How to dress well in your 30s

Man About Town

Patrick McLoughney

Reporter:

Patrick McLoughney

How to dress well in your 30s

BY the time they hit their 30's most guys will know what they like and what suits them when it comes to clothing.
In most cases, we'll spend our teens and our 20's experimenting with our personal style but the flirty thirties are when we really lock it down.
The key to dressing in your 30's is in establishing a list of labels that suit your body and your personal aesthetic.
Buy well and buy in bulk because as you move into your fourth decade on this earth your priorities will inevitably change from things like fresh kicks and sick fades to things like career advancement and starting a family.
And while T-shirts, jeans and trainers will still feature heavily on weekends, suits will become increasingly important this decade. Even if you work in a job with a strict uniform or a trade, your diary will be filled with words like ‘wedding' and ‘christening' so it's in your best interests to suit up and suit up well.
It's not all grown up doom and gloom however because your 30's is also the decade where you start giving back to yourself.
You should have the basics down by now, so use your thirties to invest in the occasional luxury item that's going to last you years– and look damn good doing it.
Quality leather jackets and designer trainers are great additions to any man's wardrobe, but make sure you also set some funds aside for classics: a beautifully made bag for work, a go-anywhere overcoat or an umbrella that doesn't look like it was previously owned by a circus clown.
To cut a long story short, it's time to grow up – literally and in terms of your style. But this isn't bad news and here are a few handy tips to help you along the way...

End The Experiments
Fashions change, your style remains. Following trends is a lot less risky when you're 25. It's also easier to brush off any embarrassment in your 20's. The time for dabbling in single-season trends has passed and now is the time for cultivating a stock of staples that you know will work for you.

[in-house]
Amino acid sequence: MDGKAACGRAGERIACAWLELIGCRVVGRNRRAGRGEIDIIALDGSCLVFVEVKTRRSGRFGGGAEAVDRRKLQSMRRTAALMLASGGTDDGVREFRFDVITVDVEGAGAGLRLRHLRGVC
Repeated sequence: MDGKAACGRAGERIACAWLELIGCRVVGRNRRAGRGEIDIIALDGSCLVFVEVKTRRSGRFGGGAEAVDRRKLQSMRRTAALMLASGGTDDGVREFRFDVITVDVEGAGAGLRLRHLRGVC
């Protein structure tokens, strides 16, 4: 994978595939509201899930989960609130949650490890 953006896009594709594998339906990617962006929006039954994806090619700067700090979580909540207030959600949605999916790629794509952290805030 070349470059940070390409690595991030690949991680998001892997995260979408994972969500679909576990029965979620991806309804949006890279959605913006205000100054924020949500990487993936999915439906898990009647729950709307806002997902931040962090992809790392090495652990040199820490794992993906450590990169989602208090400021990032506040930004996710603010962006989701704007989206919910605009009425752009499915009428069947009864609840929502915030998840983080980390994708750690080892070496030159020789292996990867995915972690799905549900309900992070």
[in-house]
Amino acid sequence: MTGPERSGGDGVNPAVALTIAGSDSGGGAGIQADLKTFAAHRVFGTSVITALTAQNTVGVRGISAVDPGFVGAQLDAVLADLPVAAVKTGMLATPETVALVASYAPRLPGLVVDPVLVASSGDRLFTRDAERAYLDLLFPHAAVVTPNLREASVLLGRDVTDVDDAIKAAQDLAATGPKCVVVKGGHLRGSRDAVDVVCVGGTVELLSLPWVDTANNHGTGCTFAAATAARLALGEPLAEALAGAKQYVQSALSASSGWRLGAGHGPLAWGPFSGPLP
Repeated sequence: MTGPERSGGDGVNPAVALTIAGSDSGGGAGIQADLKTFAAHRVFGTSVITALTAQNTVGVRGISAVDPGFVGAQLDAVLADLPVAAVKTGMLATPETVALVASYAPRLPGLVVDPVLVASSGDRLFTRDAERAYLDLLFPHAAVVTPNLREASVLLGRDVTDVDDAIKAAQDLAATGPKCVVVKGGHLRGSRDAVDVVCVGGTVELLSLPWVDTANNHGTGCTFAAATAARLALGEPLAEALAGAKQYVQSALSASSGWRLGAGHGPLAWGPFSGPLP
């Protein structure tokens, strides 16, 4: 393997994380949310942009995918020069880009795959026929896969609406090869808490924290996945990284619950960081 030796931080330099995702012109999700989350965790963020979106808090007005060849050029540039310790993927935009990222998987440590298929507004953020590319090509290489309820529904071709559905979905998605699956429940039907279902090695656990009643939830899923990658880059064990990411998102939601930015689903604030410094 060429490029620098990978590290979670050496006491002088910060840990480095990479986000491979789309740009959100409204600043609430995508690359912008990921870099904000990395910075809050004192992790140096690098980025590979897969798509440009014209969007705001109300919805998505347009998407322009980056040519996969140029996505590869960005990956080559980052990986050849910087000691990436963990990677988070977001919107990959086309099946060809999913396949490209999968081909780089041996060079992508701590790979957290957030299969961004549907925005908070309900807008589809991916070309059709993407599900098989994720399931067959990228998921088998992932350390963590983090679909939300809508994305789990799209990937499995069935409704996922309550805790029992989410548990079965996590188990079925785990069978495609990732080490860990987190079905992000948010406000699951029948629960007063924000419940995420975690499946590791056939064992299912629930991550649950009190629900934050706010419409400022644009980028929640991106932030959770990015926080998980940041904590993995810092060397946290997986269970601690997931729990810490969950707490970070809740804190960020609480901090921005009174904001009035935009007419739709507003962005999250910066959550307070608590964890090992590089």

Come up with a core selection of brands and shops that stock staples that suit your style and fit without any need for alteration– whether that's T-shirts from Zara or jeans from Selected. Buy in bulk so you always have enough on hand. If you get to know your style and fit then you can skip the shops and order online straight to your door.

Invest In Standout Items
Your 30s is the time to start investing in items that are going to last you a lifetime. Start out with things that you're going to use frequently and invest in the best you can buy. I'm talking about the kind of items that you only really need one of, such as bags (whether that be for your laptop or for a weekend away), a wear-everywhere overcoat, silver cufflinks, a good umbrella or a leather wallet. This is also a good time to pick up timeless classics that never go out of style such as a quality leather jacket or a pair of designer sunglasses.

Cut Out Skinny Fit
If you've managed to ward off the dreaded dadbod, then you should still be able to pull off slim fit. But irrespective of the logistics, there's something that screams ‘denial' about skinny fit clothing past a certain age. Embrace the maturity of straight fit and tapered fit jeans, wider lapels and tailored jackets that actually cover your bum. Not only do they make you look like a grown man, but you won't grow out of them either.
Unless of course, you start to expand! So it's worth noting that one of the most effective things you can do for your style as you grow older is to stay in shape.
I'm not trying to body shame anyone, nor do you have to look like The Rock but the reality is that most stylish men you see in the public eye are trim and their clothes look good on them.
David Beckham wouldn't be seen on as many red carpets if he couldn't fit into his tux.

Expand Your Suiting Wardrobe
In your 20's you probably bought your first decent suit for a race day or a family event but there was a clear divide between your tailoring and the rest of your clothes. Now is the time to get a few more options in.
Invest in good-quality navy, grey and black suits at the very minimum, then expand into a few bolder colours, materials or patterns as well as different weights and materials for winter and summer.
While this might sound like a lot of suits, remember you are no longer buying a suit to wear around the office, there will be weddings (lots of weddings), christenings, communions and social functions that you'll need to suit up for.
Make sure each item is tailored so it works in its own right as a suit is not just a suit, it is also a blazer and trousers that can be split up and worn casually with jeans, chinos and T-shirts, not to mention jackets or trousers from other suits.

Get Comfortable With Casual Friday
Casual Friday can be a bit of a dilemma for some: you don't want to turn up to work looking like you came from the pub, but equally, you don't want to be overdressed when everyone else is dressing down. As a rule, avoid wearing a suit at all costs: with smart shoes, it will look like you've forgotten your tie, with a T-shirt it will look too casual. The answer lies in finding some well-fitted separates – smart jeans or chinos, an unstructured blazer, an unbuttoned button-down (with V-neck jumper if it's cold) and a pair of smart shoes Start with that, then jazz things up with your accessories, such as Happy Socks or a colourful pocket square.